- Our big new introduction is Renly’s older brother, Stannis Baratheon (Stephen Dillane) who was only mentioned in the first season. It’s a fairly subtle introduction as his Red Witch, Melisandre (Carice van Houten) mostly steals the spotlight. Clad in bosom-busting red and burning the seven gods of Westeros in effigy, the woman also survives a poisoned attack by Stannis’ Maester, who succumbs in the assassination attempt. In the book this is built up a fair bit more, so I’m interested to see if new viewers fully understood how or why this came about…
- At King’s Landing, Cersei Lannister (Lena Headley) struggles with the return of her imp brother who has assumed the role of Hand of The King (in their father’s absence). Cersei is one of my favourite characters on the show. Even though I’m aware people find her deplorable and evil, I like the balance between the misogyny and the strength. Cersei is routinely circumvented from doing what she wants due to her status as a woman (evident here in Tyrion’s appointment above her and without consultation), but she also has a hand in everything, making her status as Regent extremely powerful. Witness her two big “moments” tonight when she asserts her authority: first over Joffrey (slapping him in the face after he questions her about rumours of her incestuous relationship with Jaime and then about the bastards Robert fathered). This demonstration – which Joffrey reminds her is punishable by death – doesn’t go as well as her second: an encounter with banker and council member Baelish/Littlefinger (Aiden Gillen). In a masterfully done scene, Baelish suggests that “knowledge is power” until Cersei counters that “power is power.” She proves her point as she directs the Knightsguards through arbitrary tasks, including nearly killing Baelish, and they obey her verbal commands without question. Such fun!
- Finally, as we journey past The Wall with Jon and the other members of the NightsWatch, we meet wildling Craster (Robert Pugh) when they stop for information. There’s quite a bit said about his daughters (who are also his wives), and how Jon is warned not to look at them. Clearly this will have some greater significance later on, but I could have done without the thinly veiled homophobia (references to how “pretty” Jon is and how Craster will f*ck him if he catches him eying the women). Another important bit of info to make note of? Mention of a defected Nightswatchman named Mance Ryder who is amassing an army of wildlings who will march South in war against The Wall.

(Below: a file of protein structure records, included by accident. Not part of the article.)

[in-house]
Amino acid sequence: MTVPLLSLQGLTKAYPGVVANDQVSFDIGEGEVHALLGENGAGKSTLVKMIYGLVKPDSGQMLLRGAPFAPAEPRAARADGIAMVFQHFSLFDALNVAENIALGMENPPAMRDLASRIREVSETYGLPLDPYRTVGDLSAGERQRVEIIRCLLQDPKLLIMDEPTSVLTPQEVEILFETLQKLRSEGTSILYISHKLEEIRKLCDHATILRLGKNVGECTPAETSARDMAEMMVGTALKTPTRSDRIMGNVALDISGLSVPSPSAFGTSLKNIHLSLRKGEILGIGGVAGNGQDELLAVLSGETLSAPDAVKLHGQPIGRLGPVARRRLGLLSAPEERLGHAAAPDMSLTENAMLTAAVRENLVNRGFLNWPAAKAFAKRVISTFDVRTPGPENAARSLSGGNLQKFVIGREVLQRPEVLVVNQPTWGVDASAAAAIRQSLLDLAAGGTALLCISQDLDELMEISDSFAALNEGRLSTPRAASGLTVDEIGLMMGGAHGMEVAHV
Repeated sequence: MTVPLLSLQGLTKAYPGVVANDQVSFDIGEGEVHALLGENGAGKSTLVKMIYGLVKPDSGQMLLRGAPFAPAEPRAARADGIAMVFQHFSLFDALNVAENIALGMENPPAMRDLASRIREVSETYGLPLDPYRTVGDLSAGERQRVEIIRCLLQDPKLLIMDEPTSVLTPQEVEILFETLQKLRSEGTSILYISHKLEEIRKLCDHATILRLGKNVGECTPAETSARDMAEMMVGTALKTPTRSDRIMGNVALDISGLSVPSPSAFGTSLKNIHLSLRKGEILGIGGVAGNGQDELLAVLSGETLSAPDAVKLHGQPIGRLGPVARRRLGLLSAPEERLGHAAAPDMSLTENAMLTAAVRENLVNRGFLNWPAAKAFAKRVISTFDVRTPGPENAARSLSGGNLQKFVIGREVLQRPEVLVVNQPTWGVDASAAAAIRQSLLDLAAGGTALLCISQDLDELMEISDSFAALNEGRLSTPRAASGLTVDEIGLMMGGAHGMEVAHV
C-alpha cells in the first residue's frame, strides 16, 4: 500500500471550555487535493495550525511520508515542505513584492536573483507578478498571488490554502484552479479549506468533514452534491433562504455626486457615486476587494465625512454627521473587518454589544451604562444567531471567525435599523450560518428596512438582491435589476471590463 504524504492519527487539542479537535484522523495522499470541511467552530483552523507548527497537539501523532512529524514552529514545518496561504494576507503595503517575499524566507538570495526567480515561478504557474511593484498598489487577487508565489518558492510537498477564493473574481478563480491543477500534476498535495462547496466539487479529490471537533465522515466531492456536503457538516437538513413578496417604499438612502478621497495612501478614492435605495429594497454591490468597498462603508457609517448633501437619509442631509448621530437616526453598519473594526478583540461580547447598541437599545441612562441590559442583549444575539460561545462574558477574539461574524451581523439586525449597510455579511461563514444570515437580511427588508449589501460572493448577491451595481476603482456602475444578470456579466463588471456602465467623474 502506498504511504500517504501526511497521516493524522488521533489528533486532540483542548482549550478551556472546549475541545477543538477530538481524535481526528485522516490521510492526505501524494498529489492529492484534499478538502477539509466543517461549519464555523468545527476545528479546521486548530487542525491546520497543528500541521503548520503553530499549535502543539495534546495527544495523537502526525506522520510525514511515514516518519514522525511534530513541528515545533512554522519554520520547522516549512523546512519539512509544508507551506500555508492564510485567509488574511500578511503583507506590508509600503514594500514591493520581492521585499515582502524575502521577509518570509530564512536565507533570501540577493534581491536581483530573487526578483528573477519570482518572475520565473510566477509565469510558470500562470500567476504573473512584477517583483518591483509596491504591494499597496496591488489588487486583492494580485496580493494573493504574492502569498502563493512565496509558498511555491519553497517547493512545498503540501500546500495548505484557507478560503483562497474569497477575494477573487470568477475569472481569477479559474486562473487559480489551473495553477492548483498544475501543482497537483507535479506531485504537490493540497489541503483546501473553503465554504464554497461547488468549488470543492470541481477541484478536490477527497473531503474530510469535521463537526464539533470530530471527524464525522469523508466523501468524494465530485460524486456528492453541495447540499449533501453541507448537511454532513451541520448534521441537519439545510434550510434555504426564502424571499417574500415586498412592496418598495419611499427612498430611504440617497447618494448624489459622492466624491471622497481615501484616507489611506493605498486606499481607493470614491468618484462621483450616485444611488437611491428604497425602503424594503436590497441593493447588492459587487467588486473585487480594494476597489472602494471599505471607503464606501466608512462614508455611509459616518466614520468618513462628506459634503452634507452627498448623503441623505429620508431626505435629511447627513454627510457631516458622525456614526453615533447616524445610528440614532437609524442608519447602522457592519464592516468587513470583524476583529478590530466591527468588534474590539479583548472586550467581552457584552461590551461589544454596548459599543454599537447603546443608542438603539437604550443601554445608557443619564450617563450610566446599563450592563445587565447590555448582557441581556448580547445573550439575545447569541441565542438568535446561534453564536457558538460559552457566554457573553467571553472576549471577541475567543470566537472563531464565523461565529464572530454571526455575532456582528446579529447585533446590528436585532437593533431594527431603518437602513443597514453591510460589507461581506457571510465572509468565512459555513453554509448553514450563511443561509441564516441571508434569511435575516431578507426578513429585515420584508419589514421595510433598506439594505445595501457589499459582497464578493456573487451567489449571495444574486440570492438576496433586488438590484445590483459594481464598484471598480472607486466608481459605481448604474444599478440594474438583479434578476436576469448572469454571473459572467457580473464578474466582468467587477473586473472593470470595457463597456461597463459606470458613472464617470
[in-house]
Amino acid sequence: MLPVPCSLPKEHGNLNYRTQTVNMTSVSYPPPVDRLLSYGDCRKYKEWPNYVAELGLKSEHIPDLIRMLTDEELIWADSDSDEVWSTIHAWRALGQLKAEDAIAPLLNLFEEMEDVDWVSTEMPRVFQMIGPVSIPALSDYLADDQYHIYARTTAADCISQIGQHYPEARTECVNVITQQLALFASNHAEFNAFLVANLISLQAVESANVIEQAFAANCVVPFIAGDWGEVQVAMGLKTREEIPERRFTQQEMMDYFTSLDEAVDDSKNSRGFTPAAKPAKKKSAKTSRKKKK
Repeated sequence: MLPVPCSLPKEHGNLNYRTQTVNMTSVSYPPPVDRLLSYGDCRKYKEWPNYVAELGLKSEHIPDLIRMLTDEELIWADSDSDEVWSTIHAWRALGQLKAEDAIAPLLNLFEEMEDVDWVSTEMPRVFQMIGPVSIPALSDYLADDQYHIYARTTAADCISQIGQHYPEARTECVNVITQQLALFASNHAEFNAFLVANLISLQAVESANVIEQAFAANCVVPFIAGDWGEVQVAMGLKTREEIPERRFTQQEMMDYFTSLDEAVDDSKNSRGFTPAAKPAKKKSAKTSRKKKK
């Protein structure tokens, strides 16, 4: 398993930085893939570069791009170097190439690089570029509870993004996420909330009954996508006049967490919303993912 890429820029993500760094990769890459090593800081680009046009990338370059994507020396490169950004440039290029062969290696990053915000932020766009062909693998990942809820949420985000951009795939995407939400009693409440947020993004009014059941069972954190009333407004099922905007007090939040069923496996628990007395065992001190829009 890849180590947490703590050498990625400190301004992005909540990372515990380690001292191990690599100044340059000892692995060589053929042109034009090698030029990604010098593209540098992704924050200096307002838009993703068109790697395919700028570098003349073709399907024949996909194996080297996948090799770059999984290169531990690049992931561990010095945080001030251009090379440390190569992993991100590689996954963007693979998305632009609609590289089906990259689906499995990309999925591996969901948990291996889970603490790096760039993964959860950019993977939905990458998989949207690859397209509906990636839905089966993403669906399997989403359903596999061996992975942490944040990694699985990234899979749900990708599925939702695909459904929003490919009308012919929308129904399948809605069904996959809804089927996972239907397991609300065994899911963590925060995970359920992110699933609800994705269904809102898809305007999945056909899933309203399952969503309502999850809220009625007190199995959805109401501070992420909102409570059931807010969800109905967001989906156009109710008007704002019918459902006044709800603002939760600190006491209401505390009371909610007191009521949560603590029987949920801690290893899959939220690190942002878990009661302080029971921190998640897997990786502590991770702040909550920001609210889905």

- We only get brief scenes with a few others, including Bran Stark (Isaac Hempstead Wright) at Winterfell. Initially seen lording over the landowners who have come to seek support since all the men have accompanied Robb into battle, the more important scene is his conversation with reformed wildling Osha (Natalia Tena) about the red comet in the sky. The suggestion that the comet means different things to different people is similiar to how power, promises and actions are seen in the show: a great deal of how the world is seen depends on who is telling you the story (ie: the power lies in the storytelling, depending on if it is a Stark, a Lannister, a Targaryen, etc). The reappropriation of knowledge to suit your needs – this is true power.
- The other main character we see briefly is Daenerys, who is wandering the Red Waste – an open desert – with her khalisari. As one horse drops dead, she sends three emissaries in different directions to seek a village, city or water supply. As the riders disappear, the camera circles to Dany and it’s worrying how dirty, desperate and despondent she looks. She’s clearly struggling, even though she has her dragons.
- Best line of the night: Tyrion’s comment to Cersei suggesting that her love for her children is her only redeeming quality. That and her cheekbones.
There’s about a million other elements to highlight, so instead of trying to do them justice, why not ID your highlights of the premiere in the comments below? What did you make of our new characters tonight: Stannis, Melisandre, Stannis’ man, Davos (Liam Cunningham), Craster? Were you surprised that Cersei and Joffrey followed up the bastards comment by killing a whole bunch of kids? Did you want to spend more time with anyone in particular? Sound off!
A note about comments: Please bear in mind that we’re in a spoiler free zone. Any comments that discuss upcoming events from the books will be deleted. If it’s happened on the show, then you can compare it to a book, but let’s keep this a safe space for non-readers who only want to watch the show.
Game of Thrones airs Sundays at 9pm EST on HBO.